The Light on Mt. Diablo
- BY NATALIE FEULNER
- December 5, 2016
Cal State East Bay’s Concord campus once again hosted veterans and Pearl Harbor survivors at a beacon lighting ceremony commemorating Pearl Harbor Remembrance Day on Dec. 7.
This year was the 75th anniversary of the 1941 attack on Pearl Harbor and according to the Sons and Daughters of Pearl Harbor Survivors, the event was a tribute to those people who lost their lives, and also a chance to honor the survivors.
Originally installed and illuminated in 1928 to help with transcontinental aviation, the Mount Diablo beacon is one of four such lights installed along the West Coast by Standard Oil of California but is the only one still operating.
The “Eye of Diablo” light as it’s called, was turned off in 1941 just after the attack on Pearl Harbor out of fear that it might lead to an attack on California, according to the advocacy group Save Mount Diablo. However, in 1964, it was relit to honor those who lost their lives in the attack and is now lit annually at sunset on Dec. 7.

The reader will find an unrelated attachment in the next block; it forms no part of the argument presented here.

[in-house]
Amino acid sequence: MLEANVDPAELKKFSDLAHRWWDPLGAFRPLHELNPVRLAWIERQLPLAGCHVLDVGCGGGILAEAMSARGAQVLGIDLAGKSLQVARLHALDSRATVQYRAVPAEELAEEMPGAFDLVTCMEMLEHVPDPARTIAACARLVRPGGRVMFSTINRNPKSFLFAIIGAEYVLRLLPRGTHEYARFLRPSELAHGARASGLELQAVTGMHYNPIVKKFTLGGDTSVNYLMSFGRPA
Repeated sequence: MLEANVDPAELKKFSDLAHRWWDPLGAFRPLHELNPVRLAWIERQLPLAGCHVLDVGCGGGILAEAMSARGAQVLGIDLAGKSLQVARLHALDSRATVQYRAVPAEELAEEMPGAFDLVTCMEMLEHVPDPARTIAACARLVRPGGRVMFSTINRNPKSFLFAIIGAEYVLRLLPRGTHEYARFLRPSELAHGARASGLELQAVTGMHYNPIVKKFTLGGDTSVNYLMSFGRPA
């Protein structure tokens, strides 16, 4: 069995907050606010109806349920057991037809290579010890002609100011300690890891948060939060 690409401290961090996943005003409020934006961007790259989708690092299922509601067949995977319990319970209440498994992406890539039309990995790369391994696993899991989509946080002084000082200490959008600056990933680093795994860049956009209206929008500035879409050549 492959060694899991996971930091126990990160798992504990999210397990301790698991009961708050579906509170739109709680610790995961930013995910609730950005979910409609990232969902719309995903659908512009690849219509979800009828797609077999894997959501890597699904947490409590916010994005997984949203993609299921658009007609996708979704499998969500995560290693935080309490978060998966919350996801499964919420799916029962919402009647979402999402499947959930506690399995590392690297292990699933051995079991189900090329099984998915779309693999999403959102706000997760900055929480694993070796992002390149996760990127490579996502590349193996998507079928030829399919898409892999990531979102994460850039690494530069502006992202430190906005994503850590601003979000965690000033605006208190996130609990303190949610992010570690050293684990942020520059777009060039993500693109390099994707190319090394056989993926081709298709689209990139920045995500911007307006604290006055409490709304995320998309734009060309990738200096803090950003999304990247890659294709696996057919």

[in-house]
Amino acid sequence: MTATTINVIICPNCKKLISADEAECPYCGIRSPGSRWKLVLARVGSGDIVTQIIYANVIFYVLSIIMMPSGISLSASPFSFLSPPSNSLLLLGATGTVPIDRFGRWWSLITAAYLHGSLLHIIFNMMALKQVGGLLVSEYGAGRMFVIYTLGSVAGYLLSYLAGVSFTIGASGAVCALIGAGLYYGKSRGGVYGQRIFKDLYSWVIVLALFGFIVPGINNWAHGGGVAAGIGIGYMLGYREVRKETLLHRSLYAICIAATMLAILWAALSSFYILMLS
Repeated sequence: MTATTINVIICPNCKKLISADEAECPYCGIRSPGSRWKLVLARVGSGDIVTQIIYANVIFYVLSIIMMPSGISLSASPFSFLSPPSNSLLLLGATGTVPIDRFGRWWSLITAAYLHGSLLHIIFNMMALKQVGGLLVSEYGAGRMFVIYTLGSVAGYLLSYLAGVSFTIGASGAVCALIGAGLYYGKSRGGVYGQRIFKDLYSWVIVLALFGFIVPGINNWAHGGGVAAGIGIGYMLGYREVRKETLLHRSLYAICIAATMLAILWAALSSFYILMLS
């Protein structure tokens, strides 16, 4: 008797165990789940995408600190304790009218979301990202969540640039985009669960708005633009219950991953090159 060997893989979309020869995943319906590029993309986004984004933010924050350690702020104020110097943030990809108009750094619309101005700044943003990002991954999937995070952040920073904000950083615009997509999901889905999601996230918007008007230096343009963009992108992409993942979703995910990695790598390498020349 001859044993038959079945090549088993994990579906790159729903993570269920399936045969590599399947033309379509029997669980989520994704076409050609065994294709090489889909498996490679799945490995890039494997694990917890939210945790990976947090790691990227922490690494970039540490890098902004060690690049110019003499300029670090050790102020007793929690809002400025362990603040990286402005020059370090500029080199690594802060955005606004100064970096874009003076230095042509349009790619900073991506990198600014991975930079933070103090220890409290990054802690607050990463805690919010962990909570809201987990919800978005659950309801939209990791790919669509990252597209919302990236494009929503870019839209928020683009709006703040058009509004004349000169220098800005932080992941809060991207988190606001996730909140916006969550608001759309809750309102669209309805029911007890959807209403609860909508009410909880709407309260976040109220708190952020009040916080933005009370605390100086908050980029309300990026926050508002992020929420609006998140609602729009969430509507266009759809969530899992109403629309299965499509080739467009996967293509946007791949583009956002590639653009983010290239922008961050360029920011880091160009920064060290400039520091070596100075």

A few years ago, the ceremony moved from the summit of Mount Diablo to Cal State East Bay since many of the veterans were unable to navigate the terrain up to the summit.
This year’s ceremony was in the Oak Room of the library at Cal State East Bay’s Concord campus.